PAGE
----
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The Gulf Stream is currently the weakest in 1,600 years, studies show

  The Gulf Stream, which is the weakest in 1,600 years, shows that
the current of the Gulf Stream is the weakest in 1,600 years, studies show

Global warming has taken everything. It has influenced the lives of humans and other organisms. Now it is taking down the Atlantic Meridional Recirculation (Amoc), also known as the "current" of the Gulf Stream. The Amoc carries the warm water north to the North Pole. There it gets cooler and denser and flows back to the south. The cooling is disrupted due to global warming and leads to the melting of ice in the Arctic. This situation is highest in Greenland.

For 1,600 years, the Atlantic current has never been as deep as it is today. Research shows that this is due to climatic changes caused by global warming. The scientific evidence shows that such a catastrophic collapse of the Gulf Stream would take centuries.

Such a collapse will lead to extreme winters in Western Europe. The east coast of the US will hike with tropical rains on the sea level. Recent research shows that electricity is 15% lower than it used to be around 400 n. Chr. The only reason for this situation is human activity leading to global warming.

When the instruments were used in the sea in 2004 to measure the flow, the scientist observed the decrease in the flow. But recent studies show that the vast ocean-based evidence has outdone the old readings and that the current has never been as low as it is now.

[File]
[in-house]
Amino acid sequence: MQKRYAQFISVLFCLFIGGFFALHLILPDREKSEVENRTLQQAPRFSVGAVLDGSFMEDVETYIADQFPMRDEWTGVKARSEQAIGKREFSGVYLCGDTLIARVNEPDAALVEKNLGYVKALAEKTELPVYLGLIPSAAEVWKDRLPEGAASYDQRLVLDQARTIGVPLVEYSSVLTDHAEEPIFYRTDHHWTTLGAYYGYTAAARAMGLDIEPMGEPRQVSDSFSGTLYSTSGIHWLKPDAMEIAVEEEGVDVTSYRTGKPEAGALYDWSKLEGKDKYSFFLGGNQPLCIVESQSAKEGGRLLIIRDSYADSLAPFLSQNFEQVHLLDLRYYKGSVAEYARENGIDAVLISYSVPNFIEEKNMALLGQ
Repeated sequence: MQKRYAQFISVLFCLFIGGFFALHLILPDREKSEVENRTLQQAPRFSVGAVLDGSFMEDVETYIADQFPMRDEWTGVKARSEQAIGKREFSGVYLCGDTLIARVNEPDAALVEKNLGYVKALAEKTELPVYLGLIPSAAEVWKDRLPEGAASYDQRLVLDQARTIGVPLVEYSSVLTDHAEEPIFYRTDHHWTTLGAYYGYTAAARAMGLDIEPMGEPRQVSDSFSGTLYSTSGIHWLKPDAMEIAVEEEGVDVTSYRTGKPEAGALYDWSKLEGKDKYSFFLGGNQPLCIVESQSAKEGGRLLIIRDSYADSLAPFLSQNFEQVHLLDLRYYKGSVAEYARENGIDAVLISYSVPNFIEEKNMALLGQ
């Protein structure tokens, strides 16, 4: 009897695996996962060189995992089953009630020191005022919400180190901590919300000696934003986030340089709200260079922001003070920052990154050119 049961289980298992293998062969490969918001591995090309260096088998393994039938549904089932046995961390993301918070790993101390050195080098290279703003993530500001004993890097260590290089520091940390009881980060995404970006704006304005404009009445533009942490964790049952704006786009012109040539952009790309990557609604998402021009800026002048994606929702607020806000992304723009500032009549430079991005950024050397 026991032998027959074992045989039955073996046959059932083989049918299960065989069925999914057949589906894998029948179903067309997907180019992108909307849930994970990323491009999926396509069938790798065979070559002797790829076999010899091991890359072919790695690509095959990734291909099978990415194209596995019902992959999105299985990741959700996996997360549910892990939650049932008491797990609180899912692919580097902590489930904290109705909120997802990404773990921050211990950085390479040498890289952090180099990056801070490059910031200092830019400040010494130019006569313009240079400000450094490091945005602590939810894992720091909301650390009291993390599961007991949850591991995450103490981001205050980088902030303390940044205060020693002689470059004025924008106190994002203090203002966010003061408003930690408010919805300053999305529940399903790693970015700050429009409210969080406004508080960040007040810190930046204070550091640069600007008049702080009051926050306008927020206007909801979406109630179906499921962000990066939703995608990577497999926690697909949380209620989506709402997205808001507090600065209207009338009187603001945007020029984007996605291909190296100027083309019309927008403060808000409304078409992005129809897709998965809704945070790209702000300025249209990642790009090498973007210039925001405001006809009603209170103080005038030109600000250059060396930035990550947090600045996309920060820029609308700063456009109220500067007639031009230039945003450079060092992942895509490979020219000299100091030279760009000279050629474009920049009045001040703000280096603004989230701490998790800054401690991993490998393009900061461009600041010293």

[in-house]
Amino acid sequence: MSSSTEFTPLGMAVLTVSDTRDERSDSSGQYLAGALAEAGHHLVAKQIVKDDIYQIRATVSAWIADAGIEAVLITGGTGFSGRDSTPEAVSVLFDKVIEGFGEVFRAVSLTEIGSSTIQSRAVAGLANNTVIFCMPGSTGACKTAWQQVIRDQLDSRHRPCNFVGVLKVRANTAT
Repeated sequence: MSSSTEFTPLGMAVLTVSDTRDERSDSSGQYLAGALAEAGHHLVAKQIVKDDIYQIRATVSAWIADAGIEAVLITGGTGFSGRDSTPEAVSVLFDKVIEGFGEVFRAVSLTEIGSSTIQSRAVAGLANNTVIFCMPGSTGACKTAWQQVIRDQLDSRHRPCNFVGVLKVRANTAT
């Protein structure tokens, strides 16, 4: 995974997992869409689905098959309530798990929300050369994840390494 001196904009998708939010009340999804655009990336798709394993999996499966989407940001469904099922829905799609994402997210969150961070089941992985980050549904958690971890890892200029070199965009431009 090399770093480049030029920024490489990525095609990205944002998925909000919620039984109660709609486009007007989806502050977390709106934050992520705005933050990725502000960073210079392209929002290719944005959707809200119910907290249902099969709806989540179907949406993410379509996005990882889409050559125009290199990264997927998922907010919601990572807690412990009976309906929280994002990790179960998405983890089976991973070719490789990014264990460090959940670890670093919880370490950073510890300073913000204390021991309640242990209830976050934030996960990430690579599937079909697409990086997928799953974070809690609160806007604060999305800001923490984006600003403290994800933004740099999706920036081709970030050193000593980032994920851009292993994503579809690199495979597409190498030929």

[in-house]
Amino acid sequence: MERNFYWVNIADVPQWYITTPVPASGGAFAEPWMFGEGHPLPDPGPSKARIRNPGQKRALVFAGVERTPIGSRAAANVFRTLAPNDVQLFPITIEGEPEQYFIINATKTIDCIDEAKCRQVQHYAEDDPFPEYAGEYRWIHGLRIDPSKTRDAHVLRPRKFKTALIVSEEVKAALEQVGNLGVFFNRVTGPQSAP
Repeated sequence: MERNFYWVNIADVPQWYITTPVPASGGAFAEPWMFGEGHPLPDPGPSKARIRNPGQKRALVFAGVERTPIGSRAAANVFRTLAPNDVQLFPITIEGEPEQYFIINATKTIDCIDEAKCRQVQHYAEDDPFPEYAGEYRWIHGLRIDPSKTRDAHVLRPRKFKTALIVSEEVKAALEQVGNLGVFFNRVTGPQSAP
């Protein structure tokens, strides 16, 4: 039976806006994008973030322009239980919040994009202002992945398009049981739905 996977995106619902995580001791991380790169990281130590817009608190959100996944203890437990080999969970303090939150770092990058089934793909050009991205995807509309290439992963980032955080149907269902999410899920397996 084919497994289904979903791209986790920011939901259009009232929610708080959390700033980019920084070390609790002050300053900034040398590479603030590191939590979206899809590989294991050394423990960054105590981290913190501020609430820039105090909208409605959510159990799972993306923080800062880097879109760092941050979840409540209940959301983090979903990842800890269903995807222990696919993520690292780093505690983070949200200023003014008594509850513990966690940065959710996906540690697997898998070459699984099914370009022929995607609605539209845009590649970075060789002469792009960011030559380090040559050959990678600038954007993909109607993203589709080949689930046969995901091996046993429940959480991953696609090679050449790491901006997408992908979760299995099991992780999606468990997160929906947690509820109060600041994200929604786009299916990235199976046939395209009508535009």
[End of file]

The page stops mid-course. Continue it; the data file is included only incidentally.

The University College London researcher – David Thornalley, who said one of the new studies on this topic,

"Amoc is a really important part of Earth's climate system and has played an important role in abrupt climate change in the past. "

During the previous Ice Age, some of the major changes in temperature in the short span of one to three years led to temperature changes of 5-10 degrees Celsius. This led to massive changes in the Atlantic.

"The [current] climate models do not predict [an Amoc shutdown] will happen in the future – the problem is, how sure are we that it will not happen? It's one of those tipping points that have a relatively low probability, however have high potency. "

The study, published by Thornalley and colleagues in nature, was conducted using the core sediments commonly found in Cape Hatteras, North Carolina. This was to study the current (Amoc) over 1600 years. The study showed that the larger the size of the sediments, the more the flow is reflected and vice versa. They have also measured the characteristic pattern of temperatures that influence the current by using shells of tiny marine creatures. The water will cool in Iceland when it decreases. As the less warm water is shifted to the north and the waters off the east coast of the US become warmer.

Another study published in nature used the thermometer to observe the characteristic temperature pattern. Both studies concluded that Amoc today is 15 percent weaker than 1,600 years ago. The first study also concluded that the stream after the Ice Age has only weakened somewhat, but more after global warming. The second study found that most of the reduction was due to the burning of fossil fuels.

"If we do not stop global warming quickly, we must expect another long-term slowdown in the overthrow of the Atlantic."

Alexander Robinson, at the University of Madrid.

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